“’Twas the week before Christmas and all through the house,

not a creature was stirring, not even a mouse.”

Well, except at my place.

I was working my morning coffee routine this weekend and noticed the tell-tale sign that a mouse had invaded my kitchen overnight. From the looks of the prolific amount of scat he left behind, he must have been gorging all night long.

Yea, I know it’s disgusting, but just about every home has to deal with these little creatures at one time or another. It helps to have cats — my feline recently took a vacation and I haven’t seen her for a few months — but rich or poor, mansion or trailer, sooner or later you will deal with them.

Not wanting to be outsmarted by a creature whose brain is smaller than a pea, I first did some background research before attempting to remove my new friend.

According to the Web site www.mousie kin.com, the word mouse comes from the Sanskrit word meaning “thief.”

Long before Mickey Mouse became a household word, some ancient cultures revered the furry little creature. In Ancient Greece, the God Apollo was also called Apollo Smintheus — which means Apollo the Mouse. In his honor, white mice were kept in temples under altars.

In Egypt, stomach aches were thought to be cured by eating a cooked mouse. Cooked mice were also once used to treat whooping cough, smallpox, measles and other ailments. The Roman writer Pliny recommended mouse ashes mixed with honey to cure earaches.

In current times, some people still believe that fried mice or mouse pie ( I wonder what type of ice cream goes with that) is a cure for bedwetting. I bet those same people buy a lots of products from telemarketers.

Mice originated in Asia and came to America as stowaways on the ships of explorers in the 1500s.

They can produce 6 to 10 litters a year, with some generating 135 mice in one year. Because of their rapid breeding capabilities, mice can be used by scientists to study heredity patterns of several generations in just a few years.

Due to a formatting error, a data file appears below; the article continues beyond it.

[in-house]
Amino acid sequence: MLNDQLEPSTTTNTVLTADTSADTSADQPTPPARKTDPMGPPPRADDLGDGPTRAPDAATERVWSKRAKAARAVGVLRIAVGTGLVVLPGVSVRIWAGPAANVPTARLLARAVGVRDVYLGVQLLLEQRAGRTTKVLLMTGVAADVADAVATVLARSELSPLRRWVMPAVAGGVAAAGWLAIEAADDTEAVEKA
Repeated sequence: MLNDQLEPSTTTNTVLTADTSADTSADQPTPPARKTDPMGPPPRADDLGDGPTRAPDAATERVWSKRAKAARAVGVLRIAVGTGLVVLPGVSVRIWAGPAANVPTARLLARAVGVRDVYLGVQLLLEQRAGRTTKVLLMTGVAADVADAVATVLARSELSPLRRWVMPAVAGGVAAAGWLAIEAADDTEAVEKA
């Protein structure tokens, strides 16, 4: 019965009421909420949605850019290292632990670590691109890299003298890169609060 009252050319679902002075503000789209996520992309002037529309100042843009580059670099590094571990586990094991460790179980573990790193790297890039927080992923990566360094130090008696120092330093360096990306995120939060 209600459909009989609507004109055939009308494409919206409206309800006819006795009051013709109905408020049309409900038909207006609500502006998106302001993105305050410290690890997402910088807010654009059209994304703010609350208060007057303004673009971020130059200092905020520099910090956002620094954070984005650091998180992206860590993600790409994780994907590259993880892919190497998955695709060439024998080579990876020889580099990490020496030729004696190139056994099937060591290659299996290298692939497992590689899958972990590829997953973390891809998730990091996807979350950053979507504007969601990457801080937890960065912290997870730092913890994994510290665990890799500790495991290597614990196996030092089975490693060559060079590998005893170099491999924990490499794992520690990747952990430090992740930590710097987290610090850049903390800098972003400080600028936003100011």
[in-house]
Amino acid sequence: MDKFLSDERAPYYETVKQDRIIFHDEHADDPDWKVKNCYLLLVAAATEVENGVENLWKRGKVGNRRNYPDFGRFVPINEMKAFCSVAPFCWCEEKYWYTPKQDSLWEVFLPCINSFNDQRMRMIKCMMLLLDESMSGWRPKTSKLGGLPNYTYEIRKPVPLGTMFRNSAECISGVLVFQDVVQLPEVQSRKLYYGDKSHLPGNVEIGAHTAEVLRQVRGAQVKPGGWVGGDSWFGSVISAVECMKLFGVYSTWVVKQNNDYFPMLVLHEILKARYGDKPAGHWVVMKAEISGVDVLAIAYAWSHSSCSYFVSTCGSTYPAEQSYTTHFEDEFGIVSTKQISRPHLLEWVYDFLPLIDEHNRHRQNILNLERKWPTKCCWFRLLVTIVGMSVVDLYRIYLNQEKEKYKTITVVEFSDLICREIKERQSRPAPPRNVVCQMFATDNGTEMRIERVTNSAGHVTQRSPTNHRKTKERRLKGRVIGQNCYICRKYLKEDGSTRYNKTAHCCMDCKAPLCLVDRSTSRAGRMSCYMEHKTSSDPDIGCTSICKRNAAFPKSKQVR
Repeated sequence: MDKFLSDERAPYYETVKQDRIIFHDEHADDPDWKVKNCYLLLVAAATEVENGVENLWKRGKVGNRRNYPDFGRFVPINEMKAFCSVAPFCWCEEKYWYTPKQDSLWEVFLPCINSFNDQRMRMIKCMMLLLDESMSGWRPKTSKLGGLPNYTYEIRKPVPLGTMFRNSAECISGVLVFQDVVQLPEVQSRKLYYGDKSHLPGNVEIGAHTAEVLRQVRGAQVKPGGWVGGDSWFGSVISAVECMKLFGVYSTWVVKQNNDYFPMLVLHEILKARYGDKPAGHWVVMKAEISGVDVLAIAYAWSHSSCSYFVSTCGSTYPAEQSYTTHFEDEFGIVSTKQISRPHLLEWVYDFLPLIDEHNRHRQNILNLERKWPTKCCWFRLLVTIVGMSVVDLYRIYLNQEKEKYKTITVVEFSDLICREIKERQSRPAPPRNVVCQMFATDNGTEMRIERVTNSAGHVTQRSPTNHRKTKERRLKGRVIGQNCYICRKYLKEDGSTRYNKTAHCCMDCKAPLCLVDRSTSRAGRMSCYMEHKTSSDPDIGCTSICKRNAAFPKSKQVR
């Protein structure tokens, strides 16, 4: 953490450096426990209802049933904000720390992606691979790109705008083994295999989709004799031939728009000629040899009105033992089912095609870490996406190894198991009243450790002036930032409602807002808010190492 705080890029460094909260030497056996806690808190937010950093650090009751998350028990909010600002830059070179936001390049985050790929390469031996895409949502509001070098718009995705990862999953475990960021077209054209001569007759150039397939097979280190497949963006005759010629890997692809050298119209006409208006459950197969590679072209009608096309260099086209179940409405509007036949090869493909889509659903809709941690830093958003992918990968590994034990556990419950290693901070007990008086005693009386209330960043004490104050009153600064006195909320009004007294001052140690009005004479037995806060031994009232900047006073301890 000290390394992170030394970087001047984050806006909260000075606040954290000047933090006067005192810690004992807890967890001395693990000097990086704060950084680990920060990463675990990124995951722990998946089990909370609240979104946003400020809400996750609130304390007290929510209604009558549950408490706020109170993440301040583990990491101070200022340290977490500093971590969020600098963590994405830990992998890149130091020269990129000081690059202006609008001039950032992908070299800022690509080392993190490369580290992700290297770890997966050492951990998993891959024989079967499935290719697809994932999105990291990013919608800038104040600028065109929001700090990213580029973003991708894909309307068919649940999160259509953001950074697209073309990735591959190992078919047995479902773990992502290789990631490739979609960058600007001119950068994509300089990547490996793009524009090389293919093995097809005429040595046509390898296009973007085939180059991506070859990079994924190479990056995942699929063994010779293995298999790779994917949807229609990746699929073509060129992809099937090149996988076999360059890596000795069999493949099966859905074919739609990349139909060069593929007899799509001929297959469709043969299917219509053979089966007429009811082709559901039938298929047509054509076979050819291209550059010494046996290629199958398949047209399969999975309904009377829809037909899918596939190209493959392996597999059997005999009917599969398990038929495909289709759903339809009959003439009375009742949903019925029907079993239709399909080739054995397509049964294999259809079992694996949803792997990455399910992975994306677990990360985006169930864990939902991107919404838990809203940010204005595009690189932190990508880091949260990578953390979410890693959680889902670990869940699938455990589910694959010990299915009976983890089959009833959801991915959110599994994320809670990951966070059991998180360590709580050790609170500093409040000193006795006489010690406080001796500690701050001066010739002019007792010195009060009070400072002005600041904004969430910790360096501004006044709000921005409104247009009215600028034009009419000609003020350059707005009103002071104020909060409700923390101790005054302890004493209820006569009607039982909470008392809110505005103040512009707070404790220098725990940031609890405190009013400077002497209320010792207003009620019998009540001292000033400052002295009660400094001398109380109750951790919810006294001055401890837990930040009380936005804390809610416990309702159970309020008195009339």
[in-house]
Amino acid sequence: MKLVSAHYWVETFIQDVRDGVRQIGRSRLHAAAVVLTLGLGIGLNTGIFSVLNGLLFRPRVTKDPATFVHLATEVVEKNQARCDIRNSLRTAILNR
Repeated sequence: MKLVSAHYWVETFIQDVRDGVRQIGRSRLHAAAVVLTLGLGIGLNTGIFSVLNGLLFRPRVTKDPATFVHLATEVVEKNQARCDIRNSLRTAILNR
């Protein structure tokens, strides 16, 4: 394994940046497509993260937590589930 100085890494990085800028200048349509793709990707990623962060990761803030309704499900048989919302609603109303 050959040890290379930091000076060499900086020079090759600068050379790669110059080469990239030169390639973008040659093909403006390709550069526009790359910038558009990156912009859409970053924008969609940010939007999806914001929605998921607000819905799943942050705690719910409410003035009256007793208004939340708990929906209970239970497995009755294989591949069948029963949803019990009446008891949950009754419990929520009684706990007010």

They have tails which are as long as their bodies and are also equipped with scales used for gripping surfaces as they climb.

Mice have a 12-inch vertical jump. If I had the same jumping skills, I could dunk on a basketball rim 50 feet in the air. You would be watching me on TV then.

They have a life expectancy of just 2 years and weigh about an ounce full grown. Pet mice are available in at least 70 different colors from black, blue, champagne and red.

House mice gnaw through electrical wiring, which causes fires and failures of electrical items. All rodents cause over a billion dollars worth of damage each year.

Mice can also transmit diseases such as salmonellosis (bacterial food poisoning and hantavirus (pulmonary disease), which can be deadly.

So much for keeping this fella around as a pet. I had no desire to kill my new friend, so I figured the catch and release method would be the best modus operandi.

This may appear to be hypocritical because I am a deer hunter, but I could never eat the tenderloins out of a mouse. Plus, where would I be able to find the tiny little bullets to put in the tiny little rifle needed for hunting?

I did find something called a glue board. It’s non-poisonous and used for mice and insects. The sticky surface traps the mouse.

Later that evening while working on a few stories, I could hear and see my brazen new friend trying to gnaw on the cap of a chocolate syrup bottle that was lying on a cutting board. I had just taken a swig of the same syrup to help my chocolate addiction.

I put a little chocolate syrup on the glue board and placed it where I had seen the mouse. He was caught within five minutes.

Although the instructions suggested taking the mouse a mile from your home, I didn’t because I’m not going to drive across town with a mouse stuck to glue board in my car. I took him down by my barn and released him without fanfare. He scurried away with much fervor.

Merry Christmas to all and to all a good night. Carpe Diem everybody.

— Christian is a Register-Herald reporter and has a love for all of God’s creatures.

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